Tonight, I saw the movie, The Help, and I enjoyed it. *Gasp* I’m a sucker for a good story, especially one set back in time. Pending lawsuits against the author, Kathryn Stockett, aside, the film brought on some mixed emotions about history, race and justice, but I left the theater satisfied, nonetheless.
There seems to be more criticism of the book and film than acclaim among the African-American community. In “I Don’t Need Kathryn Stockett’s Help” on the Loop 21, writer Jamilah Lemiuex wrote, “There is so much that is uncomfortable surrounding the black domestic worker. … I give respect to the women who did this work with their heads held high, but this is the last place I want to go to for entertainment.”
All movies shouldn’t be filed under “Entertainment” only. Some are made to open our eyes to an issue or to spark conversation. I think The Help is one of those movies.
I understand the uneasiness of it all: black women taking care of white women’s babies, spending more time with them than their own children for little pay, cleaning their homes, preparing their food, only to be made to eat in a back room and denied access to an inside bathroom. It’s painful to watch. It was painful to watch. There were more than a few times that tears welled in my eyes. I sat in my seat, let out sighs and a few expletives, and at one point, I didn’t want to watch anymore. But I also laughed. Hard. I reveled in how Minny and Abileen reminded me of so many black women I grew up around and know today. How they gave their ladies of the house mean side-eyes, yet smiled at each other because they held all their secrets in their hearts. I was born and raised in the South, just three hours away from Jackson, Miss. I knew these women.
These women weren’t saved by the Great White Hope similar to Driving Miss Daisy and my least favorite, The Blindside. They were given a voice to tell their stories to another audience, one that never cared what their experiences were. If anything about the relationship between black maids and white families, I have a problem with people like this who claim that employing blacks to work in their homes was a fairytale when the fact is it’s only that because they are oblivious to what goes on in the lives of black folks, and will continue to be. Period.
So, with that, I ask this: what are we afraid of? I get that African-Americans constantly being depicted in subservient roles is annoying, especially when we’ve accomplished so much, and some would even say the supreme having a black president in just 50 years. Two years in, we see that President Barack Obama isn’t the answer to racism (who really thought that?). It is still very much alive, no matter how many high seats we fill. Tera Hunter wrote in her New York Times op-ed piece, “Putting an Antebellum Myth to Rest,” that there is a “deliberate amnesia,” among some whites regarding our history in this country. Could it be that we have amnesia, too? There’s a major struggle within ourselves to bury the negative and only focus on the now, like ignoring that family member you can’t believe has the same blood running through his/her veins as you (the one who is unkempt, uneducated, addicted to drugs or just plain trifling). How can we ask them to remember slavery, Reconstruction and Jim Crow to acknowledge our pain if we sweep it under the rug ourselves?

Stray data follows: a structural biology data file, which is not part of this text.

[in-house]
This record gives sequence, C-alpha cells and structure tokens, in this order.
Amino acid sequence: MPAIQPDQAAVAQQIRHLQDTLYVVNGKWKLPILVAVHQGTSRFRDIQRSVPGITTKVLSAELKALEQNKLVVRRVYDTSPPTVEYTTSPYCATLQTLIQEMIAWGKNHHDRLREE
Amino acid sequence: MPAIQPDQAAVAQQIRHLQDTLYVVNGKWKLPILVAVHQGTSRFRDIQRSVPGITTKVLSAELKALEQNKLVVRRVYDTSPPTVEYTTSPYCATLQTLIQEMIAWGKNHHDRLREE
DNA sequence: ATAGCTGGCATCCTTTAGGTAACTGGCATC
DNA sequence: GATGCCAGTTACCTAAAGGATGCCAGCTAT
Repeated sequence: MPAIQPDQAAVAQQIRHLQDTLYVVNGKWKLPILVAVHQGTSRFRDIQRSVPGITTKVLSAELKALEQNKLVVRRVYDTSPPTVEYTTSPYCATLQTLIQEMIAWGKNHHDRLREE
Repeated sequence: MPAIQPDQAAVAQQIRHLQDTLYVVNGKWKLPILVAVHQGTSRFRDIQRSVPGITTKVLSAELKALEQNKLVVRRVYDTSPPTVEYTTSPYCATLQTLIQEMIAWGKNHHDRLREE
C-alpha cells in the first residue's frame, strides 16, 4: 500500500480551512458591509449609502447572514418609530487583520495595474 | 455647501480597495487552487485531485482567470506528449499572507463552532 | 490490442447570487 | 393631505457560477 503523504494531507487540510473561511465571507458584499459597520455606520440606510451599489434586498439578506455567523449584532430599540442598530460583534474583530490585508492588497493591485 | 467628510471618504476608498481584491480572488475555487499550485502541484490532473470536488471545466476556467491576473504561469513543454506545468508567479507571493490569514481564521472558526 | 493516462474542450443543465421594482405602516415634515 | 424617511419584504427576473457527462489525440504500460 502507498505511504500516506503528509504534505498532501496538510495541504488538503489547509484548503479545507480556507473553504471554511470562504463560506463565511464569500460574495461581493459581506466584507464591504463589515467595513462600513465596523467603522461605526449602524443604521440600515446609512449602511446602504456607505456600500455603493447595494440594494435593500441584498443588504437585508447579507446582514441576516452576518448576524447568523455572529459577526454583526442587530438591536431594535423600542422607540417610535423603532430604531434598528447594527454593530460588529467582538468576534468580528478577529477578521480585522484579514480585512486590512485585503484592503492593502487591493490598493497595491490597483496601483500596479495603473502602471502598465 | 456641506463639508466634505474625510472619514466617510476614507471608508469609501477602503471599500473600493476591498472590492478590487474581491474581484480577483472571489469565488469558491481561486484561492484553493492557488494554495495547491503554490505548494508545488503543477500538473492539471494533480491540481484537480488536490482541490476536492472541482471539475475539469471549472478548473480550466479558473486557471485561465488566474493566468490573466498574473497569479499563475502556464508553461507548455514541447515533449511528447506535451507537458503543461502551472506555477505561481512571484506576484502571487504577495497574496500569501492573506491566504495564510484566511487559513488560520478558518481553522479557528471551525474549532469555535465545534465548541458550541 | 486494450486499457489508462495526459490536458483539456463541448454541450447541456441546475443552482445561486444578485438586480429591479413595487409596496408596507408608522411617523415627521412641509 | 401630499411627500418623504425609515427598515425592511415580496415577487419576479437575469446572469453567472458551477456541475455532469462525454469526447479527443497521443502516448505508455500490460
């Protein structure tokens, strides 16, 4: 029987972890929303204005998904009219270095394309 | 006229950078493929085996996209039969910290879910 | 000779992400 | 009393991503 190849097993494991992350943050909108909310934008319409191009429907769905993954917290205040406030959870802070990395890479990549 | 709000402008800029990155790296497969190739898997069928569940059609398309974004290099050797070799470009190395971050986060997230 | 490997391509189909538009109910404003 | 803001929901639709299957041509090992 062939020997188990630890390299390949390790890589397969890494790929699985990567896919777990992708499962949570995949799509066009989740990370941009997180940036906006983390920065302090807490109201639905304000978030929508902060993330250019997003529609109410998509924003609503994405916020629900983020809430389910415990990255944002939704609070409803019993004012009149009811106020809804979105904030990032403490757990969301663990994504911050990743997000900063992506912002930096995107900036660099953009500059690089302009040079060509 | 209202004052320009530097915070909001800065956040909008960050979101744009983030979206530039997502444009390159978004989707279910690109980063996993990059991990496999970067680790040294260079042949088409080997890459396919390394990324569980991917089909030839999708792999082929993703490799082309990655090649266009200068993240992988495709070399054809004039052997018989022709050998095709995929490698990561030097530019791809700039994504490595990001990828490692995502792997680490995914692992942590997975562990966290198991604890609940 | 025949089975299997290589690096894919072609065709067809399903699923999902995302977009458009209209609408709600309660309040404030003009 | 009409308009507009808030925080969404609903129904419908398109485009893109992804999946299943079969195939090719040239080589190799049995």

Yes, those women were maids. I have friends whose grandmothers and aunts were maids. Today, many still are in hotels and homes. Why close our eyes to that when it actually happened?
The Help was written by a white woman who has no idea what it’s like to be a black, let alone a maid in 1960s Mississippi, but was raised by one until she was 16. In criticisms read, there are suggestions that we don’t need white people to tell our stories; leave that to us. I’m in full agreement, but I’m afraid that those stories that shaped us won’t be told by us because of vehement shame and disgust.
Some are outraged because the film is one that portrays us as a “lesser,” instead of in a more positive role, and heaven forbid, it might win a Globe or Academy Award. In yesterday’s story on Ebony.com, Viola Davis, who plays the main character, Abileen, said, ““They say that true emotional health is when you give up all hope of a different past. You can’t create it for yourself and create some lies and just accept the part of history where we were the winners, where we were the courageous ones. You have to accept all of it.”
Our stories have to be told, and the great thing is that we’re apart of so many different ones. Stories of nannies, drivers, first-time Navy divers, actresses and entertainers who had to enter the theater through the back, civil rights leaders and yes, even the President of the United States.
We owe it to all the Abileenes and Minnies, and even men and women in your families who labored to get us to where we are today. Their sacrifices weren’t in vain. A final line in the movie says, “God says to love your enemy. And it’s hard sometimes, but you have to talk about it.” It’s time to stop hiding and speak.